It’s not all that often I’ll go to a concert and willingly sit for the entire production. Sure, the philharmonics and chamber choirs of the world have their place, and as I get older and my knees start to give out, I’ll surely be more inclined to hit up that type of show a little more often. But for now, opera doesn’t really fill my cup.

Then there are artists like Sigur Ros, who create songs that are derivative of classical music yet still end up on festival lineups with the likes of Radiohead and Arcade Fire. Artists like this are crash-courses in orchestral sound, a primer for the mainstream music fan. On Sigur Ros singer Jonsi Birgisson’s debut solo effort, Go, the purpose is no different, but it is much, much bigger.

On Go, the same basic principles that make Sigur Ros what it is, the soaring, insular falsetto; the airy, pounding toms; the twinkly piano ballads, are still there. In fact, there’s more of all of it, in louder doses. It’s as if Jonsi himself got tired of beating around the bush, tired of waiting for those epic climaxes that more often than not took nine minutes to finally come around, and decided to just stop waiting.

Of course, hearing Go in the privacy of one’s own home, like with any other record featuring Jonsi’s unmistakable voice, simply pales in comparison to hearing the songs from Go performed live in a setting like Denver’s palatial Paramount Theatre. The stage is massive enough to house even the grandiose vision of 59 Productions; a cascading video backdrop featuring animals, inclement weather, and all manner of mild psychedelic light. And unlike those over-the-top U2 productions, this one felt succinctly in line with what Jonsi intended to bring to the auditorium.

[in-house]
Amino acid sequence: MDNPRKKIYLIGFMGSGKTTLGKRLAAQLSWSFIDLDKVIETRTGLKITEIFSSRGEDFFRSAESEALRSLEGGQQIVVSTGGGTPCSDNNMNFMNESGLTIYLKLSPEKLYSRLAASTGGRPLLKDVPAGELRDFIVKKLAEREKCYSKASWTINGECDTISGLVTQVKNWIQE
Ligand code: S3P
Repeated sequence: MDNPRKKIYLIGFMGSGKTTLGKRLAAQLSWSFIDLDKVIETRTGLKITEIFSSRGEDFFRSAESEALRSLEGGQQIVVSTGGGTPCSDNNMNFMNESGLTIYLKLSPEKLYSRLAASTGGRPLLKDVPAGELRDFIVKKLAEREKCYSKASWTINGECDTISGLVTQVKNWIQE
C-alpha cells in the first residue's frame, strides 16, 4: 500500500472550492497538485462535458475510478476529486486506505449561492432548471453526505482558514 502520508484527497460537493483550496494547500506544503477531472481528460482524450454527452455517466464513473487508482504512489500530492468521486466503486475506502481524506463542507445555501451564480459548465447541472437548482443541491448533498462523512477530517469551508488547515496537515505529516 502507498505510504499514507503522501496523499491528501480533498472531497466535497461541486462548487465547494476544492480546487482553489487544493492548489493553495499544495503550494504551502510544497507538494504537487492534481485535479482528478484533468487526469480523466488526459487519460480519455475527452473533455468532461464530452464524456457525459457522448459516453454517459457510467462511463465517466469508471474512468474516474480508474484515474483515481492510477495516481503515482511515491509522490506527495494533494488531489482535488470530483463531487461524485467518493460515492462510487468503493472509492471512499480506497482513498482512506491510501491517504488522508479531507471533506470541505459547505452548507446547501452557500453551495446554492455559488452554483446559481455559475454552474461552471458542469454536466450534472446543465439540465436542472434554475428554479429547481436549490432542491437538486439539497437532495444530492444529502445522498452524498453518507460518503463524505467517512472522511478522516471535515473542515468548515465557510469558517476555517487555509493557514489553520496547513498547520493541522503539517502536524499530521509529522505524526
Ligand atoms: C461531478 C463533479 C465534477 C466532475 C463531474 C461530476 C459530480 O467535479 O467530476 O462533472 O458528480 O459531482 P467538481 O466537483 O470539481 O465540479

For the first half hour of the show the singer held court almost exclusively, his voice careening over quiet acoustic guitars and muted percussion. It wasn’t until later that the backdrop took on a foggy glow, draping the band in white mist as the tempo of the songs began to slowly increase.  Boy Lilikoi came midway through the set, finally lifting a handful of patrons out of their seats to sing along. Jonsi breathed life into the Paramount.

As expected, the momentum continued to ramp up until a slew of higher-octane tracks from “Go Do,” “Animal Arithmetic,” and “Grow Till Tall” brought it to its climactic closure. During “Grow Till Tall,” the stage backdrop lit up slowly, depicting a rainstorm. Deepening from drizzle to gale, it mimicked the band’s intensifying cohesion until at one point it felt as though the entire audience had been caught within a hurricane. And then the music stopped, and the rain stopped, and the band took a bow amid a standing ovation. Perfection is an inappropriate word for a journalist to use in describing anything, so I’ll just say that this was pretty fucking good.

It was a phenomenal surprise to exit the theater and discover that not only had Jonsi and his band brought the rain inside the theater, but they’d conjured up a nice downpour outside, too. Seemed fitting.

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